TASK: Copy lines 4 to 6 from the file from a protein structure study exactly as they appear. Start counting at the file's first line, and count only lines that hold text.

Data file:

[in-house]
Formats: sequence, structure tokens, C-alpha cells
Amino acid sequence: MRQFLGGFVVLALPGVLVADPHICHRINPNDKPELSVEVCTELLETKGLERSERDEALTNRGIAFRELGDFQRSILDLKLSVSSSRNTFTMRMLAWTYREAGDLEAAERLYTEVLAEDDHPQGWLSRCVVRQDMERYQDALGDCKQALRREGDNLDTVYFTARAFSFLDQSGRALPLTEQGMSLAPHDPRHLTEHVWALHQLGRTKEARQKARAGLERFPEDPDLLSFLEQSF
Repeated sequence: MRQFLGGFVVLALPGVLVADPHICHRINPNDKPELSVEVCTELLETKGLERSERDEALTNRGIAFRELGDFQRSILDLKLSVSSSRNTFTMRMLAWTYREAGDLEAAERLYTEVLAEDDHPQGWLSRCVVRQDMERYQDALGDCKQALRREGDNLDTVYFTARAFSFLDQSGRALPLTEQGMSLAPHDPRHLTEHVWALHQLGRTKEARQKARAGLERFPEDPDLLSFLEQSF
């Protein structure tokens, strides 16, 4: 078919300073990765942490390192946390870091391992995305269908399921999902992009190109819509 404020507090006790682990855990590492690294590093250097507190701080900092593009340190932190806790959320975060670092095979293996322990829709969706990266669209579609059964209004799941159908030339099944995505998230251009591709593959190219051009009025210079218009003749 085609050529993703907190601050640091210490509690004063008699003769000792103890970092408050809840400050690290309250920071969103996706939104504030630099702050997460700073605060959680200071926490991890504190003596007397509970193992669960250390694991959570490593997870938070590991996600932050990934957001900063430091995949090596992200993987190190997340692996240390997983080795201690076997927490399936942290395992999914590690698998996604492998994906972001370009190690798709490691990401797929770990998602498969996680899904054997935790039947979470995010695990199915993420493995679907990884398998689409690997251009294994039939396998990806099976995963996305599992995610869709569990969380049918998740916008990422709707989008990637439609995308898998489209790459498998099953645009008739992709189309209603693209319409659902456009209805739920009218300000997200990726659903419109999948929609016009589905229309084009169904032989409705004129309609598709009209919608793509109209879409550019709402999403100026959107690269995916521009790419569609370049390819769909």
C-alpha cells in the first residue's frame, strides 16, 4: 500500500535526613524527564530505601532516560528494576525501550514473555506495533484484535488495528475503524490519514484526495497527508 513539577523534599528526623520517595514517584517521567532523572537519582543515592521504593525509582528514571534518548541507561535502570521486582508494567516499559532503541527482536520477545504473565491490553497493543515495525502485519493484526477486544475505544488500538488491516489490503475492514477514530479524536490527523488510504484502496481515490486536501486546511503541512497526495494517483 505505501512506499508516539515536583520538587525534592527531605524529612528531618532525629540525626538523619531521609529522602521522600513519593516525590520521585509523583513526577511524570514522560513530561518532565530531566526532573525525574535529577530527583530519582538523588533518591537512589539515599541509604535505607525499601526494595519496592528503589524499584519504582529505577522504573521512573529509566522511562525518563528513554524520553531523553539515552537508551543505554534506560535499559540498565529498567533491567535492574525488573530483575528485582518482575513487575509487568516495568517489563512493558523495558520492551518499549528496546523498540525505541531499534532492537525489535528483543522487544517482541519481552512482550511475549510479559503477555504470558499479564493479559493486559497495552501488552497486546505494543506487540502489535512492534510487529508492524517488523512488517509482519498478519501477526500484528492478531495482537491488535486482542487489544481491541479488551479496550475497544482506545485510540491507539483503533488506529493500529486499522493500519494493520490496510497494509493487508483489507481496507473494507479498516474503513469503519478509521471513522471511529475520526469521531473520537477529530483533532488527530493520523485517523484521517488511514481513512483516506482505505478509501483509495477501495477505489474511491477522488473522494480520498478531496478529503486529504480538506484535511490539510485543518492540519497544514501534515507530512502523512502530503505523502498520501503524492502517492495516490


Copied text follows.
Repeated sequence: MRQFLGGFVVLALPGVLVADPHICHRINPNDKPELSVEVCTELLETKGLERSERDEALTNRGIAFRELGDFQRSILDLKLSVSSSRNTFTMRMLAWTYREAGDLEAAERLYTEVLAEDDHPQGWLSRCVVRQDMERYQDALGDCKQALRREGDNLDTVYFTARAFSFLDQSGRALPLTEQGMSLAPHDPRHLTEHVWALHQLGRTKEARQKARAGLERFPEDPDLLSFLEQSF
């Protein structure tokens, strides 16, 4: 078919300073990765942490390192946390870091391992995305269908399921999902992009190109819509 404020507090006790682990855990590492690294590093250097507190701080900092593009340190932190806790959320975060670092095979293996322990829709969706990266669209579609059964209004799941159908030339099944995505998230251009591709593959190219051009009025210079218009003749 085609050529993703907190601050640091210490509690004063008699003769000792103890970092408050809840400050690290309250920071969103996706939104504030630099702050997460700073605060959680200071926490991890504190003596007397509970193992669960250390694991959570490593997870938070590991996600932050990934957001900063430091995949090596992200993987190190997340692996240390997983080795201690076997927490399936942290395992999914590690698998996604492998994906972001370009190690798709490691990401797929770990998602498969996680899904054997935790039947979470995010695990199915993420493995679907990884398998689409690997251009294994039939396998990806099976995963996305599992995610869709569990969380049918998740916008990422709707989008990637439609995308898998489209790459498998099953645009008739992709189309209603693209319409659902456009209805739920009218300000997200990726659903419109999948929609016009589905229309084009169904032989409705004129309609598709009209919608793509109209879409550019709402999403100026959107690269995916521009790419569609370049390819769909």
C-alpha cells in the first residue's frame, strides 16, 4: 500500500535526613524527564530505601532516560528494576525501550514473555506495533484484535488495528475503524490519514484526495497527508 513539577523534599528526623520517595514517584517521567532523572537519582543515592521504593525509582528514571534518548541507561535502570521486582508494567516499559532503541527482536520477545504473565491490553497493543515495525502485519493484526477486544475505544488500538488491516489490503475492514477514530479524536490527523488510504484502496481515490486536501486546511503541512497526495494517483 505505501512506499508516539515536583520538587525534592527531605524529612528531618532525629540525626538523619531521609529522602521522600513519593516525590520521585509523583513526577511524570514522560513530561518532565530531566526532573525525574535529577530527583530519582538523588533518591537512589539515599541509604535505607525499601526494595519496592528503589524499584519504582529505577522504573521512573529509566522511562525518563528513554524520553531523553539515552537508551543505554534506560535499559540498565529498567533491567535492574525488573530483575528485582518482575513487575509487568516495568517489563512493558523495558520492551518499549528496546523498540525505541531499534532492537525489535528483543522487544517482541519481552512482550511475549510479559503477555504470558499479564493479559493486559497495552501488552497486546505494543506487540502489535512492534510487529508492524517488523512488517509482519498478519501477526500484528492478531495482537491488535486482542487489544481491541479488551479496550475497544482506545485510540491507539483503533488506529493500529486499522493500519494493520490496510497494509493487508483489507481496507473494507479498516474503513469503519478509521471513522471511529475520526469521531473520537477529530483533532488527530493520523485517523484521517488511514481513512483516506482505505478509501483509495477501495477505489474511491477522488473522494480520498478531496478529503486529504480538506484535511490539510485543518492540519497544514501534515507530512502523512502530503505523502498520501503524492502517492495516490